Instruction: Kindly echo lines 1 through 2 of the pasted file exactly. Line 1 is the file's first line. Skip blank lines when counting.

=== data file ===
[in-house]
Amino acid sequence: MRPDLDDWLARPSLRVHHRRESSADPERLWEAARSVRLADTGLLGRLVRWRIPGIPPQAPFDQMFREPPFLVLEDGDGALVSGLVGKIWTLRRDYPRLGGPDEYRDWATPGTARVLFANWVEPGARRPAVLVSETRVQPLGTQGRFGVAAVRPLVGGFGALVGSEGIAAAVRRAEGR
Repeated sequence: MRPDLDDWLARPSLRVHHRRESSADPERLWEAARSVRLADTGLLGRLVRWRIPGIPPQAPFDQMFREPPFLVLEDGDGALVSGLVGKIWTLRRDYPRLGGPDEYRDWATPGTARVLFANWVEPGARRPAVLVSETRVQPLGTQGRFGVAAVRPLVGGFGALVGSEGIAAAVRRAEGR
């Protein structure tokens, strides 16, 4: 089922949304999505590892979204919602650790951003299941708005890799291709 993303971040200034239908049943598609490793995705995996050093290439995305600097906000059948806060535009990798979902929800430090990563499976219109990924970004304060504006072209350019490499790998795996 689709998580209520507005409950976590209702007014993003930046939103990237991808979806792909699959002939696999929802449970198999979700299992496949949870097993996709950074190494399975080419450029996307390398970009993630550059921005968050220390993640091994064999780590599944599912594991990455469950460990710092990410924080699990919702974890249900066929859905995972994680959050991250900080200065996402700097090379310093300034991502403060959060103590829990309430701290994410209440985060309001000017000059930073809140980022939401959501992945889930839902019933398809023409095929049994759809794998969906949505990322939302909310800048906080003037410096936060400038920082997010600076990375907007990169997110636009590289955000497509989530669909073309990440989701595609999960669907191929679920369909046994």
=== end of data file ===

[in-house]
Amino acid sequence: MRPDLDDWLARPSLRVHHRRESSADPERLWEAARSVRLADTGLLGRLVRWRIPGIPPQAPFDQMFREPPFLVLEDGDGALVSGLVGKIWTLRRDYPRLGGPDEYRDWATPGTARVLFANWVEPGARRPAVLVSETRVQPLGTQGRFGVAAVRPLVGGFGALVGSEGIAAAVRRAEGR